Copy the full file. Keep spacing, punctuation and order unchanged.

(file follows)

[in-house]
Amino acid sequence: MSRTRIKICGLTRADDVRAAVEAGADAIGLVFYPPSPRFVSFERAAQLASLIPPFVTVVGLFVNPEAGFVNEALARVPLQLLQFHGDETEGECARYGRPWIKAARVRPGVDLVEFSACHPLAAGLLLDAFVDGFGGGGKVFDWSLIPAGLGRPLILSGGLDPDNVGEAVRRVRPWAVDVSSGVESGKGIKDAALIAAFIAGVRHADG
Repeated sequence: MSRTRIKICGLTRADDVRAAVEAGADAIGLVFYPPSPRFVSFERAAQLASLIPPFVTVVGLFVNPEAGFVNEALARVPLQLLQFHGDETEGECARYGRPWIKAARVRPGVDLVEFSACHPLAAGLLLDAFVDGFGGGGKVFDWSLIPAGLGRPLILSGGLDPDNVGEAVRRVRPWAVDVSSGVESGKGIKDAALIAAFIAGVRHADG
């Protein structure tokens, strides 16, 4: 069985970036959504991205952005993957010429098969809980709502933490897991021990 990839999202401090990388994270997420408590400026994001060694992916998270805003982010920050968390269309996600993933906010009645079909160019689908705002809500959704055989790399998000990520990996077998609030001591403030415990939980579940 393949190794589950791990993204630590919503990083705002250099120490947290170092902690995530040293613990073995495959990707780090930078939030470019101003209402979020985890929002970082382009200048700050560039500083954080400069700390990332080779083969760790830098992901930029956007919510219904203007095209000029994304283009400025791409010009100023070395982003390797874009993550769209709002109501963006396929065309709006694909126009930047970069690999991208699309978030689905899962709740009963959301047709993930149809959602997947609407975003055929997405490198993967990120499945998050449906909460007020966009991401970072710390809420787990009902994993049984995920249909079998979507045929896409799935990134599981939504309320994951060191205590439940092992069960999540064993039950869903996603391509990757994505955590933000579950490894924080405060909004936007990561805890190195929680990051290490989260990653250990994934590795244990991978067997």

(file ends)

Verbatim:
[in-house]
Amino acid sequence: MSRTRIKICGLTRADDVRAAVEAGADAIGLVFYPPSPRFVSFERAAQLASLIPPFVTVVGLFVNPEAGFVNEALARVPLQLLQFHGDETEGECARYGRPWIKAARVRPGVDLVEFSACHPLAAGLLLDAFVDGFGGGGKVFDWSLIPAGLGRPLILSGGLDPDNVGEAVRRVRPWAVDVSSGVESGKGIKDAALIAAFIAGVRHADG
Repeated sequence: MSRTRIKICGLTRADDVRAAVEAGADAIGLVFYPPSPRFVSFERAAQLASLIPPFVTVVGLFVNPEAGFVNEALARVPLQLLQFHGDETEGECARYGRPWIKAARVRPGVDLVEFSACHPLAAGLLLDAFVDGFGGGGKVFDWSLIPAGLGRPLILSGGLDPDNVGEAVRRVRPWAVDVSSGVESGKGIKDAALIAAFIAGVRHADG
């Protein structure tokens, strides 16, 4: 069985970036959504991205952005993957010429098969809980709502933490897991021990 990839999202401090990388994270997420408590400026994001060694992916998270805003982010920050968390269309996600993933906010009645079909160019689908705002809500959704055989790399998000990520990996077998609030001591403030415990939980579940 393949190794589950791990993204630590919503990083705002250099120490947290170092902690995530040293613990073995495959990707780090930078939030470019101003209402979020985890929002970082382009200048700050560039500083954080400069700390990332080779083969760790830098992901930029956007919510219904203007095209000029994304283009400025791409010009100023070395982003390797874009993550769209709002109501963006396929065309709006694909126009930047970069690999991208699309978030689905899962709740009963959301047709993930149809959602997947609407975003055929997405490198993967990120499945998050449906909460007020966009991401970072710390809420787990009902994993049984995920249909079998979507045929896409799935990134599981939504309320994951060191205590439940092992069960999540064993039950869903996603391509990757994505955590933000579950490894924080405060909004936007990561805890190195929680990051290490989260990653250990994934590795244990991978067997």